Zimbabwe Donates Maize To World Food Programme
The Government of Zimbabwe has donated 4 400 metric tonnes of maize grain to the United Nations World Food Programme (WFP) to meet the food needs of refugees living at Tongogara Refugee Camp in Chipinge.
The Permanent Secretary in the Ministry of Public Service, Labour and Social Welfare, Simon Masanga said:
We have international obligations so we have agreed at the international level to host refugees in this country.Feedback
As the President said, no one should ever die of hunger in this country, it also includes 16 000 refugees at Tongogara.
I want to put it on record that the government remains committed to improving the welfare of refugees at Tongogara.
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According to ZBC News, the partnership, WFP will cover the costs of transport, storage, handling, milling and fortification of the maize.
The WFP Representative and Country Director in Zimbabwe, Francesca Erdelmann said:
We are together to formalise the government’s donation to the United Nations World Food Programme of 4 400 Metric tonnes of maize grain for refugees living in Tongogara Refugee Camp in Chipinge.
WFP thanks the Government of Zimbabwe for this contribution which offers an important lifeline to this vulnerable population.
Around the world, refugees are living further away from home, more than ever before, so we are heartened to see that countries like Zimbabwe are putting forward solutions and working to ensure that refugees have a better life.
Thanks to the maize contribution from the Government of Zimbabwe, refugees will receive monthly transfers of micronutrient-fortified maize meal complemented with cash, aiming to meet their daily nutrition requirements.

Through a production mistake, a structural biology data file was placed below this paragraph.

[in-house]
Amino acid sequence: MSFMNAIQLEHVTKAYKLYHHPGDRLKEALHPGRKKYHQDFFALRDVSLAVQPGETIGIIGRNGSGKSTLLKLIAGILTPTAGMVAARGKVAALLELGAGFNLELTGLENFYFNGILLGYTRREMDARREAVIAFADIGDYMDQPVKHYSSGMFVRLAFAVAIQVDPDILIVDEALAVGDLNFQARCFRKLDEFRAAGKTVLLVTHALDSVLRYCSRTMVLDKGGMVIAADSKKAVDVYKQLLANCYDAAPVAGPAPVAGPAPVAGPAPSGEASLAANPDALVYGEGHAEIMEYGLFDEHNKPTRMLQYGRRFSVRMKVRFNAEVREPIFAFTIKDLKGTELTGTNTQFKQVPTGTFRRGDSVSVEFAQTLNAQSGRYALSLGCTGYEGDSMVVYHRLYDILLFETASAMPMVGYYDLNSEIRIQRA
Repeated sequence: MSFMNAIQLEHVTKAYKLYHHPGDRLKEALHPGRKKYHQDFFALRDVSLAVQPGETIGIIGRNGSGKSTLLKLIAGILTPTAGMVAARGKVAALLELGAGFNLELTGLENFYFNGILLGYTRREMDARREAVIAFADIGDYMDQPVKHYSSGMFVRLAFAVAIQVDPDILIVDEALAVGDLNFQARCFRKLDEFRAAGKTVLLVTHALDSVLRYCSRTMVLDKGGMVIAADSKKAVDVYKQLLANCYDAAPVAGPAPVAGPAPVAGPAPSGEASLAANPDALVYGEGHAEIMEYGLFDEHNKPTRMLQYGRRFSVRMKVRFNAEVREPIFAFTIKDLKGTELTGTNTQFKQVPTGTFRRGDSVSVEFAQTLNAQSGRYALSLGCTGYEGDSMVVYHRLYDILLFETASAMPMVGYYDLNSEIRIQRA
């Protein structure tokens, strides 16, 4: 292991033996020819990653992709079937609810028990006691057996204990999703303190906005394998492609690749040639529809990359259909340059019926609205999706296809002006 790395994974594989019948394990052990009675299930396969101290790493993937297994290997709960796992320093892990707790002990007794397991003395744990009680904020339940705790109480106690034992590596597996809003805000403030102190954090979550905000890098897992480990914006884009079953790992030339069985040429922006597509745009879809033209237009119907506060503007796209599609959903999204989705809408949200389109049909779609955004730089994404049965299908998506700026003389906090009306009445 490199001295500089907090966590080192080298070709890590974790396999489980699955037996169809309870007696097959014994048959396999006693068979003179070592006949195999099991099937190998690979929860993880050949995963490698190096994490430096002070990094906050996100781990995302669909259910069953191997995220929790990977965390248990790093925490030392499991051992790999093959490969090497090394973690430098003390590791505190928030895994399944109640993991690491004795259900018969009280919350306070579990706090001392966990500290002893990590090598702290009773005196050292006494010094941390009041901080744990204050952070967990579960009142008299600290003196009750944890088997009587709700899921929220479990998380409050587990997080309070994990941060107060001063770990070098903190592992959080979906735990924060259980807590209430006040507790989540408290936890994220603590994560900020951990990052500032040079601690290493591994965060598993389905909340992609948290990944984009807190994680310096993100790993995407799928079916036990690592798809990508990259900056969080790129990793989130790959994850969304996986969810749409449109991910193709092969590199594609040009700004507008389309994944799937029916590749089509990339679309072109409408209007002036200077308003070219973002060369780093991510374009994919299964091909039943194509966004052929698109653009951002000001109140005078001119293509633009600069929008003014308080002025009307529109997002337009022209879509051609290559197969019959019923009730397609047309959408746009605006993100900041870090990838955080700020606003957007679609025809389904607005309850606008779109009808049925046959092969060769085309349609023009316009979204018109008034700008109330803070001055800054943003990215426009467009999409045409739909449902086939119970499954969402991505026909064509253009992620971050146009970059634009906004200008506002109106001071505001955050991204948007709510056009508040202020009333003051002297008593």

The in-kind maize contribution will be twinned with WFP funds to cover the cost of transport, storage, handling, milling and distribution.
The first batch of some 2 170 MTs will be uplifted in the upcoming weeks.
Tongogara Refugee Camp was established in 1984. It was named after Josiah Tongogara, a former commander of the Zimbabwe African National Liberation Army who died shortly before Zimbabwe gained independence in 1980.
The camp was initially set up to accommodate refugees fleeing the civil war in Mozambique, but it has since also taken in refugees from other countries such as the Democratic Republic of Congo, Rwanda, Burundi, and Somalia.
At its peak in the mid-2000s, the camp was home to over 20,000 refugees, but the numbers have since decreased due to repatriation, resettlement, and voluntary return programs.
The camp is managed by the United Nations High Commissioner for Refugees (UNHCR) in partnership with the government of Zimbabwe and various humanitarian organizations.
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